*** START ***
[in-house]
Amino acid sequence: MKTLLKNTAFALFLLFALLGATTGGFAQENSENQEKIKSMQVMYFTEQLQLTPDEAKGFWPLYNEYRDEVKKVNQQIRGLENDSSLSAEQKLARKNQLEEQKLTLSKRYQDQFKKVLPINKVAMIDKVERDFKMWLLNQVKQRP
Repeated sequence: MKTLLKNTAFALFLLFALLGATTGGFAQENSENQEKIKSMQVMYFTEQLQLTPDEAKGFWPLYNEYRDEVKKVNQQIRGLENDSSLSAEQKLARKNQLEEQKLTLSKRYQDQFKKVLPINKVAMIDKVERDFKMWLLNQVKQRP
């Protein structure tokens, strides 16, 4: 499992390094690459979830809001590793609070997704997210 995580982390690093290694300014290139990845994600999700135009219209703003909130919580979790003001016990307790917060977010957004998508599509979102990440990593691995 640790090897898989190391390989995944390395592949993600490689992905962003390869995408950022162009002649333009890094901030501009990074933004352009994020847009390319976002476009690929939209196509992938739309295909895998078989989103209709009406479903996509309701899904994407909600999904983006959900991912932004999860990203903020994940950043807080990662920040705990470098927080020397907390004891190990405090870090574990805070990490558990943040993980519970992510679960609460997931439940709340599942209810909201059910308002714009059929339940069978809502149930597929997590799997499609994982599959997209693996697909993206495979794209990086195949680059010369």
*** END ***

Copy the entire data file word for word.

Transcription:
[in-house]
Amino acid sequence: MKTLLKNTAFALFLLFALLGATTGGFAQENSENQEKIKSMQVMYFTEQLQLTPDEAKGFWPLYNEYRDEVKKVNQQIRGLENDSSLSAEQKLARKNQLEEQKLTLSKRYQDQFKKVLPINKVAMIDKVERDFKMWLLNQVKQRP
Repeated sequence: MKTLLKNTAFALFLLFALLGATTGGFAQENSENQEKIKSMQVMYFTEQLQLTPDEAKGFWPLYNEYRDEVKKVNQQIRGLENDSSLSAEQKLARKNQLEEQKLTLSKRYQDQFKKVLPINKVAMIDKVERDFKMWLLNQVKQRP
């Protein structure tokens, strides 16, 4: 499992390094690459979830809001590793609070997704997210 995580982390690093290694300014290139990845994600999700135009219209703003909130919580979790003001016990307790917060977010957004998508599509979102990440990593691995 640790090897898989190391390989995944390395592949993600490689992905962003390869995408950022162009002649333009890094901030501009990074933004352009994020847009390319976002476009690929939209196509992938739309295909895998078989989103209709009406479903996509309701899904994407909600999904983006959900991912932004999860990203903020994940950043807080990662920040705990470098927080020397907390004891190990405090870090574990805070990490558990943040993980519970992510679960609460997931439940709340599942209810909201059910308002714009059929339940069978809502149930597929997590799997499609994982599959997209693996697909993206495979794209990086195949680059010369």